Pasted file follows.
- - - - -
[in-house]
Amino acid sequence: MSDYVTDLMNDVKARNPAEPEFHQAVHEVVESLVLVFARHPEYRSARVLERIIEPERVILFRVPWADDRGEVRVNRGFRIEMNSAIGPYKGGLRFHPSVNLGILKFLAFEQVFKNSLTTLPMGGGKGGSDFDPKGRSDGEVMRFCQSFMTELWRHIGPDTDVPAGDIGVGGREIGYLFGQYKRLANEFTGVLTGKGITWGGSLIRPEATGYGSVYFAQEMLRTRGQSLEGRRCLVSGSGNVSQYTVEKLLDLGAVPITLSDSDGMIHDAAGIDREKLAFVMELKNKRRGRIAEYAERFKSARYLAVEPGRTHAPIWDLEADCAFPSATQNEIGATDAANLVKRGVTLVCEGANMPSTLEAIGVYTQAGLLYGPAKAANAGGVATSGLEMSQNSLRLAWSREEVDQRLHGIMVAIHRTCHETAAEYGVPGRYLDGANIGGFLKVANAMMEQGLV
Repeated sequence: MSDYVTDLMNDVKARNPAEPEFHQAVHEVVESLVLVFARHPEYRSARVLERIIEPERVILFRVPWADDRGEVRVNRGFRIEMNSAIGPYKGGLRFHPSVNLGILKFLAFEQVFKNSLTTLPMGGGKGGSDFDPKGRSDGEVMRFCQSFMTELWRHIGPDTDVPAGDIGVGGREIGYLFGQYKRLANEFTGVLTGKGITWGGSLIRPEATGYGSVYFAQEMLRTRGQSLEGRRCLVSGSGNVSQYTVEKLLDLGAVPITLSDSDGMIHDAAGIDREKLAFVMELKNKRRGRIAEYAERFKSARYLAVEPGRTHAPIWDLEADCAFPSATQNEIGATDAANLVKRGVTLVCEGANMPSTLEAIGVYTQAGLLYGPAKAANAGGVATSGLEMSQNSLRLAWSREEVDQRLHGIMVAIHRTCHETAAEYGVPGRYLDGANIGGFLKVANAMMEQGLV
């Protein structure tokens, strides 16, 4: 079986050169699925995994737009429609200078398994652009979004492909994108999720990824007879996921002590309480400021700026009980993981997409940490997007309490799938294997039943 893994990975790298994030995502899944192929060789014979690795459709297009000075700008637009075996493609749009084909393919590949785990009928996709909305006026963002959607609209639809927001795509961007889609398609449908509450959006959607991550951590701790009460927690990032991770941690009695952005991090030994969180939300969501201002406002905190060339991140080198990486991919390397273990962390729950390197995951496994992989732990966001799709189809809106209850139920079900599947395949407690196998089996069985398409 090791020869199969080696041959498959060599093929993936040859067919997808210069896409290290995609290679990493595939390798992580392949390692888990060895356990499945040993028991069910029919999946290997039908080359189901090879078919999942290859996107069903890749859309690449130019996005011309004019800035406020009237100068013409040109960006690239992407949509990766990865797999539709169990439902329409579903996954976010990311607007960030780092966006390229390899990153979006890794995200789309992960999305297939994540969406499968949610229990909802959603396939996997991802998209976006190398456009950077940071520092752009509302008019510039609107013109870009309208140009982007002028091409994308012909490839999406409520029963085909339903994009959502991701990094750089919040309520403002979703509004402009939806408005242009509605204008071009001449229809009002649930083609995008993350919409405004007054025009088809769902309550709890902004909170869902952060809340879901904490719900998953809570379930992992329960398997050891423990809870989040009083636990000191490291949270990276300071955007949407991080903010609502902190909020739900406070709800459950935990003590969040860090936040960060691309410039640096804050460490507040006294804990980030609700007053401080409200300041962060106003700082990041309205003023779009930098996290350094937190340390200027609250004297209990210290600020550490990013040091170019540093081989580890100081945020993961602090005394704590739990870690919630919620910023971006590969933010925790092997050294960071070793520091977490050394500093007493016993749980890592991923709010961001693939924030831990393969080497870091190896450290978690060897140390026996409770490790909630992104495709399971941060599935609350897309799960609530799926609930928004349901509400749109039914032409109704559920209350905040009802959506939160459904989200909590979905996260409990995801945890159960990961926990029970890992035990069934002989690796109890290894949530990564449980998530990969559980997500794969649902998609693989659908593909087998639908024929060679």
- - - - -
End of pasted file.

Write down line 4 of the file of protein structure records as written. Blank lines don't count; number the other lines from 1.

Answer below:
């Protein structure tokens, strides 16, 4: 079986050169699925995994737009429609200078398994652009979004492909994108999720990824007879996921002590309480400021700026009980993981997409940490997007309490799938294997039943 893994990975790298994030995502899944192929060789014979690795459709297009000075700008637009075996493609749009084909393919590949785990009928996709909305006026963002959607609209639809927001795509961007889609398609449908509450959006959607991550951590701790009460927690990032991770941690009695952005991090030994969180939300969501201002406002905190060339991140080198990486991919390397273990962390729950390197995951496994992989732990966001799709189809809106209850139920079900599947395949407690196998089996069985398409 090791020869199969080696041959498959060599093929993936040859067919997808210069896409290290995609290679990493595939390798992580392949390692888990060895356990499945040993028991069910029919999946290997039908080359189901090879078919999942290859996107069903890749859309690449130019996005011309004019800035406020009237100068013409040109960006690239992407949509990766990865797999539709169990439902329409579903996954976010990311607007960030780092966006390229390899990153979006890794995200789309992960999305297939994540969406499968949610229990909802959603396939996997991802998209976006190398456009950077940071520092752009509302008019510039609107013109870009309208140009982007002028091409994308012909490839999406409520029963085909339903994009959502991701990094750089919040309520403002979703509004402009939806408005242009509605204008071009001449229809009002649930083609995008993350919409405004007054025009088809769902309550709890902004909170869902952060809340879901904490719900998953809570379930992992329960398997050891423990809870989040009083636990000191490291949270990276300071955007949407991080903010609502902190909020739900406070709800459950935990003590969040860090936040960060691309410039640096804050460490507040006294804990980030609700007053401080409200300041962060106003700082990041309205003023779009930098996290350094937190340390200027609250004297209990210290600020550490990013040091170019540093081989580890100081945020993961602090005394704590739990870690919630919620910023971006590969933010925790092997050294960071070793520091977490050394500093007493016993749980890592991923709010961001693939924030831990393969080497870091190896450290978690060897140390026996409770490790909630992104495709399971941060599935609350897309799960609530799926609930928004349901509400749109039914032409109704559920209350905040009802959506939160459904989200909590979905996260409990995801945890159960990961926990029970890992035990069934002989690796109890290894949530990564449980998530990969559980997500794969649902998609693989659908593909087998639908024929060679």